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Would You “Borrow” Your Best Friend’s Husband for a Vacation?

mariella

This famous UK TV presenter recently told a national magazine why she chose to “borrow” her best friend’s boyfriend to take him on holiday with her last week. Mariella Frostrup is known in the UK for presenting various arts programs and having a gravelly voice that was once voted the sexiest voice on TV. She told Waitrose Weekend magazine that, “I have just returned from a canal boat trip in south-west France with my two children and my best friend’s boyfriend. Seriously! I have seen the future and it’s partner-sharing.”

Now before you worry that Frostrup is suggesting everyone throw their keys into the fruit bowl, know that she’s coming at this from a very moral and all-above-board fashion. That when in this busy working world, couples are forced to potentially cancel trips or events because of work schedules, they should just invite someone else along. Someone else’s partner.

In Frostrup’s situation, her husband was called away on business and was unable to join his family on a barge trip on the 17th-century Canal du Midi between Carcassonne and Beziers. So, Frostrup recounts: 

“[I] asked my friend Penny Smith if I could borrow her husband. Enter Vince Leigh, shortly to appear on the West End stage in Ed Hall’s brilliant Kinks musical Sunny Afternoon. Luckily rehearsals had not yet begun so this child-friendly, easy-on-the-eye, wine-guzzling charmer was mine for the voyage. To say it was an unqualified success would be to undervalue the pleasure of a familiar but not intimate male companion.”

Penny is clearly a very understanding friend without a shred of jealousy in her bones. My question is why didn’t Frostrup invite her best friend along for the ride? Why did she invite a man instead? Ordinarily, women would replace their partner at an event by bringing a girl buddy along; I’ve taken female friends to all kinds of parties and gatherings that my husband wanted to avoid. I wonder how my husband would feel if I wanted to take a male friend in his place? Knowing my other half, who doesn’t have a flicker of the little green monster in him, he wouldn’t care. But then again, this isn’t about take a male friend to a function as a “stand-in” for the evening — this is spending a week together, in close proximity, sharing intimacies and essentially relaxing and vacationing together.

Is that a tiny bit odd? Aren’t vacations meant to be about quality time spent with your family, and therefore if your other half can’t attend, doesn’t it defeat the purpose? Then again, maybe Frostrup would have been out money if she had to cancel the whole vacation and upset her kids, so she came up with a solution. For that, she is to be applauded. But, hand on heart, how many women would be comfortable letting their men go on holiday with another attractive, funny, smart woman — married or not? Would the fact that she’s married make any difference? After all, vacationing is about relaxing, having a few glasses of wine, getting into swimwear — all of life’s seductive pleasures at the fore.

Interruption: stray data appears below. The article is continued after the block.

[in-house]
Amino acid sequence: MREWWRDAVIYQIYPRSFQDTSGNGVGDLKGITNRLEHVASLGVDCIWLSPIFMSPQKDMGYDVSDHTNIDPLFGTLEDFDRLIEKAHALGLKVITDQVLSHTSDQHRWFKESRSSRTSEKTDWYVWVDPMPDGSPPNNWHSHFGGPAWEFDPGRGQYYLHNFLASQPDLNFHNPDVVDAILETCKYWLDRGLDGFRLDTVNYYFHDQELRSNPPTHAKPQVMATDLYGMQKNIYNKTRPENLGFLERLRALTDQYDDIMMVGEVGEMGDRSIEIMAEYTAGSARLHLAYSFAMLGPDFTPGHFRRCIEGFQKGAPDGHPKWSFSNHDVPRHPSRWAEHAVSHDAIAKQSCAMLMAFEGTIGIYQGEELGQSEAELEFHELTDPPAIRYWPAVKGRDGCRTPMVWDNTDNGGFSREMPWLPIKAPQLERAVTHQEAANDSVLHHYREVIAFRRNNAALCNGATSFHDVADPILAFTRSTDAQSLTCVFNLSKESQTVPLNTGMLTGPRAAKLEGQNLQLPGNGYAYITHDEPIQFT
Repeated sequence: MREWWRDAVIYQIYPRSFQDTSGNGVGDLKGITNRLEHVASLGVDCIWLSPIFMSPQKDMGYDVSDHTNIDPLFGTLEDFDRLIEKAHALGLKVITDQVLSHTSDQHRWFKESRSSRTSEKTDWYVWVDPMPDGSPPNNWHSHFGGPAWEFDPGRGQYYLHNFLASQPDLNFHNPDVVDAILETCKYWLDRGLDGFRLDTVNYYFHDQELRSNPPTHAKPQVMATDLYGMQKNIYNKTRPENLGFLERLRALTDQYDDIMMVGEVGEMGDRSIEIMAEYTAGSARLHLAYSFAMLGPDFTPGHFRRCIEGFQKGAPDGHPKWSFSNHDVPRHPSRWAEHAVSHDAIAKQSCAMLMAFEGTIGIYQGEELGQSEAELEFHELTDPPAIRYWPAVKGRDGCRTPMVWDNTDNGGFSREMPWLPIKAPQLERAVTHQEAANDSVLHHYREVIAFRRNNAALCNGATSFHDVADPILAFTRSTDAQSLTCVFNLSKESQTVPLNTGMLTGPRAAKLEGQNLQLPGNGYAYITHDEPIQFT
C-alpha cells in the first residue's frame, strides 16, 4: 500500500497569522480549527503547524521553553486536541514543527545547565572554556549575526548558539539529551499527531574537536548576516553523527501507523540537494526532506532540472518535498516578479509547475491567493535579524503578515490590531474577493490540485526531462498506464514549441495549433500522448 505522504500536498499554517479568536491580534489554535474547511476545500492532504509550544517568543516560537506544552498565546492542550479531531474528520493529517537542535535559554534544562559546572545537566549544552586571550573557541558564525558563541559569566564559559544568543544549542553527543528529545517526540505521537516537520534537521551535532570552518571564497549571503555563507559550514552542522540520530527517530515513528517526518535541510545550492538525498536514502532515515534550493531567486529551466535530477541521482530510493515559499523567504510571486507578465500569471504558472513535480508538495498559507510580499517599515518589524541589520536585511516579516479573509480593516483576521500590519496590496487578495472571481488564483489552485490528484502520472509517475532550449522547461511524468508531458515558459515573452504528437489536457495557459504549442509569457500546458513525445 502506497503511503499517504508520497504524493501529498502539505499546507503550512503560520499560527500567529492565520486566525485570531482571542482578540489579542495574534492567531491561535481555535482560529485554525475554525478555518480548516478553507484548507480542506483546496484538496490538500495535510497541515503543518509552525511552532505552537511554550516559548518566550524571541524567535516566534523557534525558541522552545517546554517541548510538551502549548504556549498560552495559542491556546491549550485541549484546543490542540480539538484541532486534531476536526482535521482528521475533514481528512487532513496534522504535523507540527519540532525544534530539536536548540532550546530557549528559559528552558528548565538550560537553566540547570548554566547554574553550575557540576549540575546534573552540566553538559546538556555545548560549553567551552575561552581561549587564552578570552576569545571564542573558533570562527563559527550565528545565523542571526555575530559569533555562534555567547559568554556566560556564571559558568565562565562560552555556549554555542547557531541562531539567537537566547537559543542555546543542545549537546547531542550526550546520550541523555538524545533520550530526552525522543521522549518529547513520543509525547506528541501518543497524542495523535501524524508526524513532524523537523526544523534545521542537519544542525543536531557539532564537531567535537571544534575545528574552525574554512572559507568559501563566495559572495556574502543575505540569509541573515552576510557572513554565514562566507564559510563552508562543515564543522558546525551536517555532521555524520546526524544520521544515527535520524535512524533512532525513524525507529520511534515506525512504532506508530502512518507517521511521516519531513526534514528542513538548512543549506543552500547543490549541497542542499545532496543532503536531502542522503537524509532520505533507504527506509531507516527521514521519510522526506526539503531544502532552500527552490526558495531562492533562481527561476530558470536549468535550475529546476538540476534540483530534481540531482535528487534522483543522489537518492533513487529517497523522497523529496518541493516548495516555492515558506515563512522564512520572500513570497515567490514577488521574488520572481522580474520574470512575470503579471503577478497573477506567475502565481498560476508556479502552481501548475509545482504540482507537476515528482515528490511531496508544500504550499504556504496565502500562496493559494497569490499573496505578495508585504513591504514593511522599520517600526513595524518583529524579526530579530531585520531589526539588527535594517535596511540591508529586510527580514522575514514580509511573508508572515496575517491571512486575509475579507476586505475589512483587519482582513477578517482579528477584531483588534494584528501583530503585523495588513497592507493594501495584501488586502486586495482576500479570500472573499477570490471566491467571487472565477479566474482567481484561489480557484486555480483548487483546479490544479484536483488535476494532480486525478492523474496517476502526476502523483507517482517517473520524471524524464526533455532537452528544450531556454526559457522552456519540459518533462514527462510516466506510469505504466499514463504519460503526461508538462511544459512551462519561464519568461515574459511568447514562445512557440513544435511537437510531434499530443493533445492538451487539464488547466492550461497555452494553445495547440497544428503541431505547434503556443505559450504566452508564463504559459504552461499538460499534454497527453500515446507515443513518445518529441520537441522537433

Is the person who really deserves the applause Penny Smith, for being so charitable? Or Frostrup’s husband, for being understanding? If you let your husband vacation with your best friend, no matter how many years you’ve known her or how much you trusted them, would a tiny little bit of you still raise an eyebrow and wonder, “They wouldn’t, would they?”

Or maybe we should just be more trusting and mature about the whole idea of partner-sharing in this way. After all, if you’ve made vows and raised a family together, then why shouldn’t your spouse be in the company of other women? Isn’t that what trust is all about? Plus, they are hardly likely to run off into the sunset together on a family holiday where children are also present. It isn’t like Frostrup whisked Leigh off for a romantic weekend in Paris. Or does the destination and family attendance not matter? Is it simply wrong to lend out partners at all? But ask yourself: Have you not lent your husband to the neighbor down the road who needed her faucet fixed, or to your friend who needed help painting her hall, or volunteered him to help out at a school party with lots of other women present? Isn’t this the same thing?

According to Frostrup, it has only strengthened her marriage. She says:

“Divesting myself of responsibility for another man’s peccadillos awaked in me the desire to try harder to do likewise in my own home. So much friction in life is self-induced and down to the minor annoyances and perceived injustices of daily life. My mini-break with Vince has proved the best marriage-enhancer possible. Thanks Penny!”

So maybe we all need to loosen up a bit. Borrow a friend’s spouse to be grateful for what we have at home. It’s a novel way of thinking, surely.

Photo credit: Marielle Frostrup via Twitter

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